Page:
In a case that is somewhat bizarre, a man believed he was legally married to his wife, and that therefore he had the right to have sexual relations with her regardless of whether it was consensual. Calvin Ford Martz was convicted on charges of first-degree criminal sexual conduct, unlawful imprisonment, and other offenses. The complainant, Stephanie, was 32 years younger than Martz, and was allegedly 14 years old when the relationship began with then 46-year-old Martz.
In the state of Michigan, common law marriage contracts have not been recognized since 1957. Therefore, Martz and his alleged victim were not involved in a “common law” marriage as he believed. Martz was sentenced as a second habitual offender, given 15 to 40 years in prison for first-degree criminal sexual conduct, 10 to 15 years for resisting and obstructing a police officer causing serious impairment, 15 to 22 1/2 years for unlawful imprisonment, and 16 months to 2 years for resisting and obstructing a police officer, all to be served concurrently.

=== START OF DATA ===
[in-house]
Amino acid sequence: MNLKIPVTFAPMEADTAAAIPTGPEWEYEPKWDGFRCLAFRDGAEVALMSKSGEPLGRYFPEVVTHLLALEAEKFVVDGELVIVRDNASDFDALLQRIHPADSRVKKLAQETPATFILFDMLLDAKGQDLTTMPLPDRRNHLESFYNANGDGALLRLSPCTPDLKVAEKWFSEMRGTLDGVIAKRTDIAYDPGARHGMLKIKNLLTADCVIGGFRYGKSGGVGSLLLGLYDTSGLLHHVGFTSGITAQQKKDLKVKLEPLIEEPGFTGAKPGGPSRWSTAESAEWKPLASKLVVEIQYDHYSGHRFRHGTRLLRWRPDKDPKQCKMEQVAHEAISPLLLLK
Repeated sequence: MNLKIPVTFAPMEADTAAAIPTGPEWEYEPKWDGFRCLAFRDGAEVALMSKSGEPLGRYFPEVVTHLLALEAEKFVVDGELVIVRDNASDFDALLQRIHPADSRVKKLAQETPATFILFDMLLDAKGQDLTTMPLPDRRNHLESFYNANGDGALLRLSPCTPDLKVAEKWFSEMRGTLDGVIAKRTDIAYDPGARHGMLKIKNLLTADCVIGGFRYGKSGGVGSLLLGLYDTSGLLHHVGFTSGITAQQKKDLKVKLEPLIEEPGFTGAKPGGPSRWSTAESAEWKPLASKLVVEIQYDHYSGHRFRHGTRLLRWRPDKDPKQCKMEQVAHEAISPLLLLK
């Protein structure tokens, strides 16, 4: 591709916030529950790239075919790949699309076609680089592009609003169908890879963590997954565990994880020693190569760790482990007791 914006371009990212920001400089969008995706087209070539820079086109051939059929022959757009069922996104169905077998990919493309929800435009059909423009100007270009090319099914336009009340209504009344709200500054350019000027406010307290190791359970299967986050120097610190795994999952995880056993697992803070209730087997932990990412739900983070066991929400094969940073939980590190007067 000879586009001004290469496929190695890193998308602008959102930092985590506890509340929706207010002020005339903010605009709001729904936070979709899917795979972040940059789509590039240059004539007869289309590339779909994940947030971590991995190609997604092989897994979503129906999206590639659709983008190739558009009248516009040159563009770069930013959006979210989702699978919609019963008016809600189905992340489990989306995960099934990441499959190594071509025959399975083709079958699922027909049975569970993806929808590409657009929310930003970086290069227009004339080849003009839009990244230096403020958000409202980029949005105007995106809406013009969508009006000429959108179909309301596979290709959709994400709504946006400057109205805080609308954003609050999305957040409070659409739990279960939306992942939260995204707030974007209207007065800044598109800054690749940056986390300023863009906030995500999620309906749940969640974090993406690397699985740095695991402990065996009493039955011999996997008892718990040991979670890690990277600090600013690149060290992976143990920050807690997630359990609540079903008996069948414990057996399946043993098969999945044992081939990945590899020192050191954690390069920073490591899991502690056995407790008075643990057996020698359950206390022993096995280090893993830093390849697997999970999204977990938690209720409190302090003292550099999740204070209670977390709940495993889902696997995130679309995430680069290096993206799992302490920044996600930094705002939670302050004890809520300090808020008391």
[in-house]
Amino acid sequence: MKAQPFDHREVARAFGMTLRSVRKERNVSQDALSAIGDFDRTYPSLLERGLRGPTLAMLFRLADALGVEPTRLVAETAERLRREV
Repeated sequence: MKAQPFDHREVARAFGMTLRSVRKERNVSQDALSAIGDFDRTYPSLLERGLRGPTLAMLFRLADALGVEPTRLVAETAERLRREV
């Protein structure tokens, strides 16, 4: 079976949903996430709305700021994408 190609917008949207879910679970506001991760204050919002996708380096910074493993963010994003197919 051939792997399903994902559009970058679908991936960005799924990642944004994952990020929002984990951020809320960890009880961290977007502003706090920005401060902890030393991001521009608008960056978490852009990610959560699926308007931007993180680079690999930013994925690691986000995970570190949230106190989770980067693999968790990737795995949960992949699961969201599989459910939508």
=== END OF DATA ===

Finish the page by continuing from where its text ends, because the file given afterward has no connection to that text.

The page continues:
At trial, Martz had a document which he claimed to be a marriage contract between himself and the defendant, who claimed that the signature on the document which was supposedly hers was forged. Eventually, Stephanie moved into an apartment and left Martz’s residence, although as strange as it seems the defendant’s mother continued to live at the residence.
Ultimately, Martz appealed his conviction on the grounds that he was married to Stephanie and therefore the “victim” was his wife, and he could not be convicted of first-degree criminal sexual conduct. Martz also alleged that Stephanie took medication which caused her to hallucinate and fabricate stories.
In the end the Michigan appeals court did not agree, and upheld Martz’s convictions on all charges. The COA found that even if there had been a legitimate marriage, it does not give a spouse the right to have nonconsensual sex with a partner. The appeals court also noted that documents presented indicated that the relationship was controlled and coercive, and that Martz’s notion that a spouse cannot be raped was “barbaric.”
Certainly this story is a bit outside the norm, however there are many instances in which defendants are wrongly convicted, or sentenced outside of the normal sentencing guidelines.
Individuals who feel that they have been wrongly convicted or unfairly sentenced should consult with an experienced Michigan criminal appeals attorney to learn whether you have a solid case, and how to proceed.